Ginny told me later that she came out of her trailer the next morning to find Rambo missing in action. Everyone helped her look for the horse but he was not to be found. Eventually she was the only one left in the remote campground as darkness fell. After she shut herself in for a lonely night, she heard a knock on the trailer door and a local cowboy told her a friend of his had found a horse in a blanket, and wanted to know if she was she missing one. Rambo had turned himself in at a local farm. All was well.

Jerry Price and her gracious husband put on one heck of a ride and we will most definitely go back. It features good trails and southern hospitality. It is a chance to pick up a friendly 100 miler if that is your thing. I give it 5 stars out of 5!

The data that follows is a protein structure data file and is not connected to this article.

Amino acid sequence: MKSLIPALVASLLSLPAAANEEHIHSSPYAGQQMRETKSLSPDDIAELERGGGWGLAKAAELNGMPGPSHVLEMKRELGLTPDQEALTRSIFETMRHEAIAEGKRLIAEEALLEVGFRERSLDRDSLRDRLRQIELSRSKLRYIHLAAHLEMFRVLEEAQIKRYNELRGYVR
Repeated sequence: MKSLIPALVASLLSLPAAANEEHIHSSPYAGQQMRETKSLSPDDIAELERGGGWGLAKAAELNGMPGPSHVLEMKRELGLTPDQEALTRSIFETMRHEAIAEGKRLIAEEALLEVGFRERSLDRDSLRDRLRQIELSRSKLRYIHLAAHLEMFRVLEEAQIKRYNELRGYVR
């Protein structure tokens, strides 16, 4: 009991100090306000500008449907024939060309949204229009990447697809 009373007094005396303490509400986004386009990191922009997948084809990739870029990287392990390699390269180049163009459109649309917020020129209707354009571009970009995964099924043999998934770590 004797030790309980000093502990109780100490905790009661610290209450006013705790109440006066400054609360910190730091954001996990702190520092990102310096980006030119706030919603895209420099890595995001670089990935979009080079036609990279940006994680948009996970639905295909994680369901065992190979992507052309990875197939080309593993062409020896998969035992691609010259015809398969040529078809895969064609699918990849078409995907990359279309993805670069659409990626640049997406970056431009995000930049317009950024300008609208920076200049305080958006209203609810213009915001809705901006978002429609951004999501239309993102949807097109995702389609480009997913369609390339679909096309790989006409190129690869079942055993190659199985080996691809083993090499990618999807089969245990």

This was our 34th and 35th start. What we learned from this ride:

1. After a good years base mileage, it does not take as much mileage as I have previously thought
to leg up for the first 50 of the year. It seems our gaited horses don’t lag behind on that issue as
much as I thought.
2. Always check things that are new, like that water tank, and the chin strap on Blues.
3. You just meet the nicest people at these rides.
4. Learning useless trivia is not always useless.
5. My little Sandy is my hero and does not always rub it in when she finishes 1 ½ hours before me.
6. Our Supplement routine is working.

Keith and Sandy Kibler
Shawnee Sunrise Farm